Access as Work 

Under the current legal framework, the work of securing access falls on disabled community members and their allies, taxing already strained resources of energy and time.

Accommodations infrastructure undoubtedly creates more opportunities for disabled students to participate and succeed in postsecondary education. Yet, the construction of disability as an individual deficit places onus on individuals and empathetic others to learn about and seek out resources to support disabled community members’ legal entitlements.

The work of self-advocacy and of navigating systems designed without disability in mind adds to the already onerous day-to-day work of living with disability, which includes managing embodied symptoms as well as environmental and attitudinal barriers. The accommodation model requires that disabled students, faculty, and staff disclose disabilities, adding cognitive and emotional burdens as we weigh the pros and cons of accessing supports in environments that “valorize perfection and stigmatize anything that hints at intellectual (or physical) weakness,” as Jay T. Dolmage writes in the landmark 2017 publication Academic Ableism: Disability and Higher Education.

The work of self-advocacy and of navigating systems designed without disability in mind adds to the already onerous day-to-day work of living with disability.

Furthermore, conditional reimbursement systems require upfront payment for medical documentation to support accommodation requests and for some types of assistive technology, creating both financial burden and risk. These kinds of accommodation-related taxes on personal resources are easily taken for granted when disability is framed as an individual problem. When disability is re-framed to highlight physical, social, attitudinal, and organizational barriers, best practices for supporting access can be re-imagined as well.

When disability is re-framed to highlight physical, social, attitudinal, and organizational barriers, best practices for supporting access can be re-imagined as well.

Access as Universal Design

Accommodations represent a dominant framework for access, but they are not the only option. In a 2018 report titled “Landscape of Accessibility and Accommodation in Post-Secondary Education for Students with Disabilities,” the student-led advocacy organization NEADS (National Educational Association of Disabled Students) advocates for the adoption of a universal design model that is flexible, dynamic, and collaborative, fosters positive relationships, upholds academic rigour, and is tailored to account for the complexities of postsecondary student life.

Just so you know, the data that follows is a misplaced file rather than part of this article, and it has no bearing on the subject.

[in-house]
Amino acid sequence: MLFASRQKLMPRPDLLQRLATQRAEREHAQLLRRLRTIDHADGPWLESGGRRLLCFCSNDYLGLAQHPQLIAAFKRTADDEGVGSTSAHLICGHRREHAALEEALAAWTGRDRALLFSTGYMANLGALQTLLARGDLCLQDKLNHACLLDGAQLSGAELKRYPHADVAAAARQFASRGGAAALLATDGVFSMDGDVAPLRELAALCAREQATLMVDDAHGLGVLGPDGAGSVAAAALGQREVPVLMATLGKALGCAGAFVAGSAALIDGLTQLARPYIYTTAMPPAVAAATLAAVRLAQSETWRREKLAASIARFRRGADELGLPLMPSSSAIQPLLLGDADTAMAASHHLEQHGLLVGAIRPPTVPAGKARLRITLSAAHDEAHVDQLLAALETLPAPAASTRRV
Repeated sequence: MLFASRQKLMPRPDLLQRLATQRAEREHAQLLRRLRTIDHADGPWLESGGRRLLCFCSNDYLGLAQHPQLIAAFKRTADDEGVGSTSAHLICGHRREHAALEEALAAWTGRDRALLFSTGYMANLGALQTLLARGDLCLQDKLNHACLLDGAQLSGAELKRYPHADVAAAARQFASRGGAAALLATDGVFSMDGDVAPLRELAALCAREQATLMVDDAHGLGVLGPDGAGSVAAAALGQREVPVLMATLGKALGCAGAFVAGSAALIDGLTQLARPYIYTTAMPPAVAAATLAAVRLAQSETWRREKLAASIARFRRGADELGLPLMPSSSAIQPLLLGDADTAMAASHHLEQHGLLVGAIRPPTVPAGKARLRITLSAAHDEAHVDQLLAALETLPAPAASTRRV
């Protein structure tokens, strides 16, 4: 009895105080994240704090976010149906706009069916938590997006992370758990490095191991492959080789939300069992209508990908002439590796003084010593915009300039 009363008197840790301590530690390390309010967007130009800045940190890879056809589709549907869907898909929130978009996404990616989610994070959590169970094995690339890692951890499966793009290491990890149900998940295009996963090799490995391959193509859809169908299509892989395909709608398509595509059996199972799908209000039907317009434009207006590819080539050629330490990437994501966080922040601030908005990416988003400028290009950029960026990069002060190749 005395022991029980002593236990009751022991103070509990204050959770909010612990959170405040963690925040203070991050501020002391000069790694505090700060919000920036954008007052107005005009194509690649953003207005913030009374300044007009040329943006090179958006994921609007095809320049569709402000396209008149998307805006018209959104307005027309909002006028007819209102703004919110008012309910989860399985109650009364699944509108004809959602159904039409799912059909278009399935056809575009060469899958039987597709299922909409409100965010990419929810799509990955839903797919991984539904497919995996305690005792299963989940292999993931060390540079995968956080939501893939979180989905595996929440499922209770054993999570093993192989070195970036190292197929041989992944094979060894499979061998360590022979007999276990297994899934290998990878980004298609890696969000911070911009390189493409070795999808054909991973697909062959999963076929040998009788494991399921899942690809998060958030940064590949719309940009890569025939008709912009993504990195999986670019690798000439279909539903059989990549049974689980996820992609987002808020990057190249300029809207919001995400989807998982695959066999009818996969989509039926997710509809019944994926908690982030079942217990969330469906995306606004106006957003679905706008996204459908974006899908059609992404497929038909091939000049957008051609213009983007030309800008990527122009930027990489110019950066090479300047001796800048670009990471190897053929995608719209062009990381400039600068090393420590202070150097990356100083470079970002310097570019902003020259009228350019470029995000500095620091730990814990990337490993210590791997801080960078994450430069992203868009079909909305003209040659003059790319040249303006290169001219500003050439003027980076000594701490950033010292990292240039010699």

Universal design upholds the principle that what is necessary for some can benefit many. Designed in part to address accommodation needs, it can also support international students, first-generation students, and many others. Since universal design focuses on the environment rather than the person, it can equally benefit disabled students, faculty, and staff in postsecondary environments. 

In an addendum to Academic Ableism: Disability and Higher Education, Dolmage offers a comprehensive list of “places to start:” everyday universal design practices that educators can adopt in different areas of their pedagogy and practice. These topics include:

  • Design of lectures and presentations
  • Questions and discussions
  • Group work, collaboration, and in-class activities
  • Large assignments
  • Tests and exams
  • One-on-one with students
  • Laboratory settings
  • General suggestions

In all of these areas, universal design can be used to develop more creative and inclusive practices to engage with all students. These universal design recommendations can also benefit faculty and create ways to innovate and change teaching methods to better suit their own abilities.

Access as Collaborative Pedagogy